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April 9, 2014

Jonathan Tobin: Why Did Kerry Lie About Israeli Blame?

Samuel G. Freedman: A resolution 70 years later for a father's unsettling legacy of ashes from Dachau

Jessica Ivins: A resolution 70 years later for a father's unsettling legacy of ashes from Dachau

Kim Giles: Asking for help is not weakness

Kathy Kristof and Barbara Hoch Marcus: 7 Great Growth Israeli Stocks

Matthew Mientka: How Beans, Peas, And Chickpeas Cleanse Bad Cholesterol and Lowers Risk of Heart Disease

Sabrina Bachai: 5 At-Home Treatments For Headaches

The Kosher Gourmet by Daniel Neman Have yourself a matzo ball: The secrets bubby never told you and recipes she could have never imagined

April 8, 2014

Lori Nawyn: At Your Wit's End and Back: Finding Peace

Susan B. Garland and Rachel L. Sheedy: Strategies Married Couples Can Use to Boost Benefits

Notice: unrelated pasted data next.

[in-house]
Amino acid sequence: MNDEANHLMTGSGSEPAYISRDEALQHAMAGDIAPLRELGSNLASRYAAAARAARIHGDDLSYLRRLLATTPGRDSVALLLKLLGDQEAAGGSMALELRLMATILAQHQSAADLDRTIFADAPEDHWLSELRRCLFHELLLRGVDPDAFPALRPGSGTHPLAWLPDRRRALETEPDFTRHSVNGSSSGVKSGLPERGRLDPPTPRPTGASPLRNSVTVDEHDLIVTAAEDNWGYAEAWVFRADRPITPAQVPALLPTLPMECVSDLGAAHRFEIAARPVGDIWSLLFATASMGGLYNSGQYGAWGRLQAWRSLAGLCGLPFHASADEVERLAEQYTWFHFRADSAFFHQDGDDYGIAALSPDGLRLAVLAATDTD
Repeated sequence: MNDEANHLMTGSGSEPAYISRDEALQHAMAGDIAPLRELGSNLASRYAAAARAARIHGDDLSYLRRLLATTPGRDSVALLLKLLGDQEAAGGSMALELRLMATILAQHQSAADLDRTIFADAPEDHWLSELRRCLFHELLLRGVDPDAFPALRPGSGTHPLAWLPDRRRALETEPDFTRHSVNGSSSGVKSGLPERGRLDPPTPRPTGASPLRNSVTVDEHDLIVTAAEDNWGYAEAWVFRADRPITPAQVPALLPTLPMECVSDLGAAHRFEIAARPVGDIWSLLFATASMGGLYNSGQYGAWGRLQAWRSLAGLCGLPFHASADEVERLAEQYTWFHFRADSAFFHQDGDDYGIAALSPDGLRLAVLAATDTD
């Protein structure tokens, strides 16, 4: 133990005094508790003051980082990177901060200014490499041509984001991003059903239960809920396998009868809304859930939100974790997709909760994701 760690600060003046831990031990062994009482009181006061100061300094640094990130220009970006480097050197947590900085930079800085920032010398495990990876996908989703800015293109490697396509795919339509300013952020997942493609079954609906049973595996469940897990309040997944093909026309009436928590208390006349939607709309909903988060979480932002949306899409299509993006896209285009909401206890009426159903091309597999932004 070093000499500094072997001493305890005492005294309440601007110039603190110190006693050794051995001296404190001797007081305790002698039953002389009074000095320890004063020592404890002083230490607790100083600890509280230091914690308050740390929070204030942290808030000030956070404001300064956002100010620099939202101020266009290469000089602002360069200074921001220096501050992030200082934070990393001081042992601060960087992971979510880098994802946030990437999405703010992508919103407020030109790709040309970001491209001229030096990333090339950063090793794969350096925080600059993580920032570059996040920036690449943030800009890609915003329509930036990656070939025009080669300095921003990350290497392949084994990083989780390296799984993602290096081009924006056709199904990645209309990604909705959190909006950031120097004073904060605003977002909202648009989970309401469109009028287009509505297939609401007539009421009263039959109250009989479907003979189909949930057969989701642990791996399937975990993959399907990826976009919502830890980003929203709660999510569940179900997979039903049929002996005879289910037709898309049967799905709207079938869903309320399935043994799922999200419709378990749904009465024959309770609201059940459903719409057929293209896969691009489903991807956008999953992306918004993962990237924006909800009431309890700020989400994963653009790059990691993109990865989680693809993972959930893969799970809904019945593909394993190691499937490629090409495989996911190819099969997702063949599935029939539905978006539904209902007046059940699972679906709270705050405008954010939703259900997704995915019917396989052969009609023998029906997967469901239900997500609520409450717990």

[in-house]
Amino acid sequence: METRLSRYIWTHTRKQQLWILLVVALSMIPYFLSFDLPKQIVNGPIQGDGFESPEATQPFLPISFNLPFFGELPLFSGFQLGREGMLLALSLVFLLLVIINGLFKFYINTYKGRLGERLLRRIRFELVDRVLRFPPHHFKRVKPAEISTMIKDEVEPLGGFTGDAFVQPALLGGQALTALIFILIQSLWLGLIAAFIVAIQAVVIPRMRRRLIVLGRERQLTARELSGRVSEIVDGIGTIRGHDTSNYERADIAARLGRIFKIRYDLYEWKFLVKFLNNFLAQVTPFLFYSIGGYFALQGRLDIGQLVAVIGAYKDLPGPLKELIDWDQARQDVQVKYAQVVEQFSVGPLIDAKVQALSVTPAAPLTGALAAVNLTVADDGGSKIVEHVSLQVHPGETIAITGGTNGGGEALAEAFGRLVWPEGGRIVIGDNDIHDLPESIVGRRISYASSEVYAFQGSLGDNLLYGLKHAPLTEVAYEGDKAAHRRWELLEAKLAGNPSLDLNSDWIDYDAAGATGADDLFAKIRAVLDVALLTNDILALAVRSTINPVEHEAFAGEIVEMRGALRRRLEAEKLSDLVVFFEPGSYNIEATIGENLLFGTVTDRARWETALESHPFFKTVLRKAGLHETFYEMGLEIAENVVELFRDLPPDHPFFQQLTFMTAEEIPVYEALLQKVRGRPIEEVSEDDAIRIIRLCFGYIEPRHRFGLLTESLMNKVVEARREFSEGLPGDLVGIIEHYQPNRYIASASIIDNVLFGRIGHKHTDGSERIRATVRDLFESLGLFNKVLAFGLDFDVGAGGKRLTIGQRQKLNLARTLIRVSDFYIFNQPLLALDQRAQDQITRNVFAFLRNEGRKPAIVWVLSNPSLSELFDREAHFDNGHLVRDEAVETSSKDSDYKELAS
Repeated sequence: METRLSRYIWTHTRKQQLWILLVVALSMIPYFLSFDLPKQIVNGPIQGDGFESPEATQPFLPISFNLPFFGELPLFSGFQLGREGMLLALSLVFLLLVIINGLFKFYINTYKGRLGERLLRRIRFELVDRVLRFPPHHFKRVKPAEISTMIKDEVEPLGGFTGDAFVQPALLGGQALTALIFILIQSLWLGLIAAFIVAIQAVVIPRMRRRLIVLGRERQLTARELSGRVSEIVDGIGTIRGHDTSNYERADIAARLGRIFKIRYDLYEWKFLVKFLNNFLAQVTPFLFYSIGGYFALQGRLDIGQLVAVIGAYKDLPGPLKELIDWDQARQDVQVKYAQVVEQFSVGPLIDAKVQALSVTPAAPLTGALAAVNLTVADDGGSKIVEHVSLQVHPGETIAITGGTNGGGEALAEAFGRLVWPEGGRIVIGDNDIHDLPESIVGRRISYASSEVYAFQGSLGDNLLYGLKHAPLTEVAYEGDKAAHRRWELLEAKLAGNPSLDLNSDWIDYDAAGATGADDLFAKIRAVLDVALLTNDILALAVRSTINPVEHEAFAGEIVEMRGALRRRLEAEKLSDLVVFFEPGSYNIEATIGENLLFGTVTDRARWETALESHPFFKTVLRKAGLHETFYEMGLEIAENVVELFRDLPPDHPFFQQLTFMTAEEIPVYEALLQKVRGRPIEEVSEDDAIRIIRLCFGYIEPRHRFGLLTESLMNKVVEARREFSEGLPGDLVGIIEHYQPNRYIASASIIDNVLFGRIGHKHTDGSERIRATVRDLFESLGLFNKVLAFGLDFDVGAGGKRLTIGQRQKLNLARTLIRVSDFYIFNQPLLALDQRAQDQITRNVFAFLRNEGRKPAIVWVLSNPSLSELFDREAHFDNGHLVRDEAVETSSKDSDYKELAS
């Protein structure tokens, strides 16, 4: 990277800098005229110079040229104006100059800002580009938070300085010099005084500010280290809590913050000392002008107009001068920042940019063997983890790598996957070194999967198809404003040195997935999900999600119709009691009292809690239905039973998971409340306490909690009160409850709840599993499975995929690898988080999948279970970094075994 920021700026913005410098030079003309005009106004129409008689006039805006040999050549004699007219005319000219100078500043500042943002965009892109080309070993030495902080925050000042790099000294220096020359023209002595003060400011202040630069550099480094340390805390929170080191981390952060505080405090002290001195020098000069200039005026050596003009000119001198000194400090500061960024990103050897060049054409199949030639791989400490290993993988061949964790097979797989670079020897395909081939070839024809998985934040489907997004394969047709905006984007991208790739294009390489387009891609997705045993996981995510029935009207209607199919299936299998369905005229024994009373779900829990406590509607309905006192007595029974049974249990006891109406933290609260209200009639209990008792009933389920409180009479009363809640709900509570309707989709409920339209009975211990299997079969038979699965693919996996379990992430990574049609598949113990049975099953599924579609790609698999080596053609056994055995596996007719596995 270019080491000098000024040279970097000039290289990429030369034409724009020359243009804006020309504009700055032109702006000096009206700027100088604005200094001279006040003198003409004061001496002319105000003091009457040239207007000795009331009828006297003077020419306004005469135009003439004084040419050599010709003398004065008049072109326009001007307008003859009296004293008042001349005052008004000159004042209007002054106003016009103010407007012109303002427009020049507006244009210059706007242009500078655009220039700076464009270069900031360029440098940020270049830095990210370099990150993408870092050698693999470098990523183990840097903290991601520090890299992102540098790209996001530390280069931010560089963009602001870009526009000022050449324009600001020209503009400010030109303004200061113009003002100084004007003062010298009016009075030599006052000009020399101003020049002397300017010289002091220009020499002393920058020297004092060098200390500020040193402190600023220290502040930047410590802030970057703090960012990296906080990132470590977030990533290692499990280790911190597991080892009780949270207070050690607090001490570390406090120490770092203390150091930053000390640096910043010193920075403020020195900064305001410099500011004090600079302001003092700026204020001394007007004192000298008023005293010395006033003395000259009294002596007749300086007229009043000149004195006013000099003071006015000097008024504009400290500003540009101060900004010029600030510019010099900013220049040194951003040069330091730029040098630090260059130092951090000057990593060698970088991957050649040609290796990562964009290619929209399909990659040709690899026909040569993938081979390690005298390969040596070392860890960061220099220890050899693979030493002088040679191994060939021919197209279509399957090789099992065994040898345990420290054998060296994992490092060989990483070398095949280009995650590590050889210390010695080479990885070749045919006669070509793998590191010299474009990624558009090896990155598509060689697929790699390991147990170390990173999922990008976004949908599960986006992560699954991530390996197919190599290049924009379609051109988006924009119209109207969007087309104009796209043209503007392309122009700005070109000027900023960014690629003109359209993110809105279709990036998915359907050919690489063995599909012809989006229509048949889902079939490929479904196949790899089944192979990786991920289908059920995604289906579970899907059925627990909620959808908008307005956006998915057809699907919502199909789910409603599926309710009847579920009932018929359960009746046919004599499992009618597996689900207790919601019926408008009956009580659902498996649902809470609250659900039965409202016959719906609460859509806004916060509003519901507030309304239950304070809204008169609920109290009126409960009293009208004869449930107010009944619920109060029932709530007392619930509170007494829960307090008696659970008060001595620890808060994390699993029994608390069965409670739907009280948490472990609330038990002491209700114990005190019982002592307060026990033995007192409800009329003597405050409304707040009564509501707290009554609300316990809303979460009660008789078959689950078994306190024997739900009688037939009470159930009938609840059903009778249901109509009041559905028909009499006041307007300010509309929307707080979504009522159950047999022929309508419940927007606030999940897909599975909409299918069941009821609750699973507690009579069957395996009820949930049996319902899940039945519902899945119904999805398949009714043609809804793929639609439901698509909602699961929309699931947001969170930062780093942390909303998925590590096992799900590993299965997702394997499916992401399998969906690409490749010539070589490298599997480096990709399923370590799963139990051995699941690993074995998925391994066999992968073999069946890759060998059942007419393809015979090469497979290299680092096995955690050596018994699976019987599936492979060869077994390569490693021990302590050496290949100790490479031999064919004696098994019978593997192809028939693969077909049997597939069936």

David Muhlbaum: Smart Tax Deductions Non-Itemizers Can Claim

Jill Weisenberger, M.S., R.D.N., C.D.E : Before You Lose Your Mental Edge

Dana Dovey: Coffee Drinkers Rejoice! Your Cup Of Joe Can Prevent Death From Liver Disease

Chris Weller: Electric 'Thinking Cap' Puts Your Brain Power Into High Gear

The Kosher Gourmet by Marlene Parrish A gift of hazelnuts keeps giving --- for a variety of nutty recipes: Entree, side, soup, dessert

April 4, 2014

Rabbi David Gutterman: The Word for Nothing Means Everything

Charles Krauthammer: Kerry's folly, Chapter 3

Amy Peterson: A life of love: How to build lasting relationships with your children

John Ericson: Older Women: Save Your Heart, Prevent Stroke Don't Drink Diet

John Ericson: Why 50 million Americans will still have spring allergies after taking meds

Cameron Huddleston: Best and Worst Buys of April 2014

Stacy Rapacon: Great Mutual Funds for Young Investors

Sarah Boesveld: Teacher keeps promise to mail thousands of former students letters written by their past selves

The Kosher Gourmet by Sharon Thompson Anyone can make a salad, you say. But can they make a great salad? (SECRETS, TESTED TECHNIQUES + 4 RECIPES, INCLUDING DRESSINGS)

April 2, 2014

Paul Greenberg: Death and joy in the spring